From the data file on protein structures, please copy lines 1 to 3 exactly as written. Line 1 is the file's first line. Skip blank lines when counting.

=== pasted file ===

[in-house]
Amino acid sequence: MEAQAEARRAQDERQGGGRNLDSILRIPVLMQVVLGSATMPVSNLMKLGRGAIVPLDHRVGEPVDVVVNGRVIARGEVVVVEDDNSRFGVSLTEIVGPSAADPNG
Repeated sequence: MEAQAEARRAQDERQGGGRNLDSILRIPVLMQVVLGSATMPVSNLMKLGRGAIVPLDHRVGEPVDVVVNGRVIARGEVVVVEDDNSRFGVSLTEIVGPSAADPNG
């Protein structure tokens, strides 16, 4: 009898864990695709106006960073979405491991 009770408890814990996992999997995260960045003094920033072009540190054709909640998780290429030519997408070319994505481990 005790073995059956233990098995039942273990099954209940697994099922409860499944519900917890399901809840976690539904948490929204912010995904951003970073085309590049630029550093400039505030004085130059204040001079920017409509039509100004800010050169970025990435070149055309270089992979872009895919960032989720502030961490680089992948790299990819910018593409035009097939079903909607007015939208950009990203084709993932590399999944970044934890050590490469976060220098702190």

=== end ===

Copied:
[in-house]
Amino acid sequence: MEAQAEARRAQDERQGGGRNLDSILRIPVLMQVVLGSATMPVSNLMKLGRGAIVPLDHRVGEPVDVVVNGRVIARGEVVVVEDDNSRFGVSLTEIVGPSAADPNG
Repeated sequence: MEAQAEARRAQDERQGGGRNLDSILRIPVLMQVVLGSATMPVSNLMKLGRGAIVPLDHRVGEPVDVVVNGRVIARGEVVVVEDDNSRFGVSLTEIVGPSAADPNG